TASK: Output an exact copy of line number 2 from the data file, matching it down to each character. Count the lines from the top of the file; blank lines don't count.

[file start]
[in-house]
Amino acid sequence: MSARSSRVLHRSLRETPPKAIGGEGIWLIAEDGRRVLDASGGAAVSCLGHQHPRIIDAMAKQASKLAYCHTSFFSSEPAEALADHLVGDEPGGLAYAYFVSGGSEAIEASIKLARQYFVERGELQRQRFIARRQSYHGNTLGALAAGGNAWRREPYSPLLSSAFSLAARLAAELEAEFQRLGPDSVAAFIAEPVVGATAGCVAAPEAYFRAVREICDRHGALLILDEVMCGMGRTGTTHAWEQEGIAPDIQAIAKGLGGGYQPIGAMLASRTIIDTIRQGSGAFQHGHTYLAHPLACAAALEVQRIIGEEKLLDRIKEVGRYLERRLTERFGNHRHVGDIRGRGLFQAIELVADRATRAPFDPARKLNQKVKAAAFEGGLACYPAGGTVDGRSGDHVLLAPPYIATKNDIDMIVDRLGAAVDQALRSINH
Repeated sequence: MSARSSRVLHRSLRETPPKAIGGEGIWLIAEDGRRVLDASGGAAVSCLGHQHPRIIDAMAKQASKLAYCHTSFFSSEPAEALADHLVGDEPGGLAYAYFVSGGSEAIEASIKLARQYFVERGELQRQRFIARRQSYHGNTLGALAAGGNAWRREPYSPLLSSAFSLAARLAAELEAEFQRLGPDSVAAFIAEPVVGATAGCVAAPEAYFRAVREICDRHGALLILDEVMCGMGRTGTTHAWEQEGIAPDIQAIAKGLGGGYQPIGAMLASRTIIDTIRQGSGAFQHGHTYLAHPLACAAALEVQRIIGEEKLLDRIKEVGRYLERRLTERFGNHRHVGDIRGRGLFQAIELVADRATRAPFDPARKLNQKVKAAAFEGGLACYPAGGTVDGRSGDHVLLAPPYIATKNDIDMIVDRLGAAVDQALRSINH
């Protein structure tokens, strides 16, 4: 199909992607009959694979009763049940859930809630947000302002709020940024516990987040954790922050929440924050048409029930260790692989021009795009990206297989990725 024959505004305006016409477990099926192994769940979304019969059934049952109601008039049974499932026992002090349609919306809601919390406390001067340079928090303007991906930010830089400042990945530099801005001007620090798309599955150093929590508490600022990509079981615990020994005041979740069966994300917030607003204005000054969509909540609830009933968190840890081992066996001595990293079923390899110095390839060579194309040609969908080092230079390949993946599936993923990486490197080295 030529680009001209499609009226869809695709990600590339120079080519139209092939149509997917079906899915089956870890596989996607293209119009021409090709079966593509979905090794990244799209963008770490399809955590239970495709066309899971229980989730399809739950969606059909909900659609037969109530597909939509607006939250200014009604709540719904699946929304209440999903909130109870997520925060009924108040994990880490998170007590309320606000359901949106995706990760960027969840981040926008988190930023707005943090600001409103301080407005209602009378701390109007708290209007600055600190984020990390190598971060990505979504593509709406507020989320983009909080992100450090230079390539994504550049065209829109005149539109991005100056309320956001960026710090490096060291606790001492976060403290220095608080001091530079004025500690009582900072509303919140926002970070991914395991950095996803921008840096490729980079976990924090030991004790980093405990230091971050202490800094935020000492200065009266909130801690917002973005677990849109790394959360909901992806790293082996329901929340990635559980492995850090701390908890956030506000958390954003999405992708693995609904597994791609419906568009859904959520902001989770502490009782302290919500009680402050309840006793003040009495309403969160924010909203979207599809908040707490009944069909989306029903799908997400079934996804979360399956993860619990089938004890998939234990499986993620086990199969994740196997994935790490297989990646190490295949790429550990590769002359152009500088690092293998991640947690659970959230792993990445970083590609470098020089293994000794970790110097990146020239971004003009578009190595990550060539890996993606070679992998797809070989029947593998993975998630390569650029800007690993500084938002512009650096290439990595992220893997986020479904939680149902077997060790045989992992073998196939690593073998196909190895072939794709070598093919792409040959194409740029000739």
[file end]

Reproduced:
Amino acid sequence: MSARSSRVLHRSLRETPPKAIGGEGIWLIAEDGRRVLDASGGAAVSCLGHQHPRIIDAMAKQASKLAYCHTSFFSSEPAEALADHLVGDEPGGLAYAYFVSGGSEAIEASIKLARQYFVERGELQRQRFIARRQSYHGNTLGALAAGGNAWRREPYSPLLSSAFSLAARLAAELEAEFQRLGPDSVAAFIAEPVVGATAGCVAAPEAYFRAVREICDRHGALLILDEVMCGMGRTGTTHAWEQEGIAPDIQAIAKGLGGGYQPIGAMLASRTIIDTIRQGSGAFQHGHTYLAHPLACAAALEVQRIIGEEKLLDRIKEVGRYLERRLTERFGNHRHVGDIRGRGLFQAIELVADRATRAPFDPARKLNQKVKAAAFEGGLACYPAGGTVDGRSGDHVLLAPPYIATKNDIDMIVDRLGAAVDQALRSINH